Game of Thrones VFX breakdowns, by BlueBolt
Though UK-China collaboration on movies has so far remained limited, some UK VFX companies have already begun working with China in other opportunity areas. MPC, one of the UK’s ‘big three’ houses along with Framestore and Double Negative, opened a facility in Shanghai in 2015, their tenth office worldwide, to capitalize on China’s flourishing TV commercial market. Additionally, the scores of theme parks being built in China is creating demand for media for attractions. Framestore is currently collaborating with Wanda on a ride for their numerous parks around China.
Price presents one of the biggest challenges for potential partnerships. World-class talent and high London rents means UK VFX companies must charge a premium rate beyond the budgets of most Chinese studios.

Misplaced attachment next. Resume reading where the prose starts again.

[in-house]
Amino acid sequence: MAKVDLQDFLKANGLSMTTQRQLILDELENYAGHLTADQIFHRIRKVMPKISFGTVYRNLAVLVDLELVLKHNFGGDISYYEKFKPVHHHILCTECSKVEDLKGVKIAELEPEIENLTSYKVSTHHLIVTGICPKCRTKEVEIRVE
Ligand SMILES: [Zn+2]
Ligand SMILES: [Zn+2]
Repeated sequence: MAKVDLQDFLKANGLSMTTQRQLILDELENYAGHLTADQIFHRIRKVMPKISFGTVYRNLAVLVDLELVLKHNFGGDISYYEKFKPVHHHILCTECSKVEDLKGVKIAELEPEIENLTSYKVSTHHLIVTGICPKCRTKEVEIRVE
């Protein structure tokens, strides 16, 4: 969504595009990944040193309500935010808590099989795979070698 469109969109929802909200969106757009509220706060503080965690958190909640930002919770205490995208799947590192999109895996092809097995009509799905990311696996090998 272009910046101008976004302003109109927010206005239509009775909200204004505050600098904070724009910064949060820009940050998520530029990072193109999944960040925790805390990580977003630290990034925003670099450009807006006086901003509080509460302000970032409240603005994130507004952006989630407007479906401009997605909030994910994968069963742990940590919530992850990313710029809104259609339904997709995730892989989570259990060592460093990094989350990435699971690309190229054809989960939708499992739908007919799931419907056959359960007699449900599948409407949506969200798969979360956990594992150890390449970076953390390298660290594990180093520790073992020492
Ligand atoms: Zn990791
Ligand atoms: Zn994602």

Fundamental differences in culture and business practices are also problematic. Chinese production schedules tend to be even tighter than those in the West, with financiers notoriously impatient to see films finished, released and a return on investment. Then there is the language barrier and an eight-hour time difference complicating daily production.
Guardians of the Galaxy, VFX by Framestore
Skilled producers, experienced in dealing with Western VFX vendors are essential but, given that collaboration with Europe is a new business model, such individuals are in short supply. “It’s on the burden of the production to manage international vendors. That’s what filmmakers and studios don’t get yet,” says John Dietz, a Beijing-based VFX producer and supervisor with 15 film credits in China, and founder of BangBang, a Chinese company that manages VFX and technology for local film productions. He continues, “In China we tend to think that you hire a vendor and they just figure it all out, but that’s exactly what causes and fuels a mood from both sides [feeling] that it can’t work.”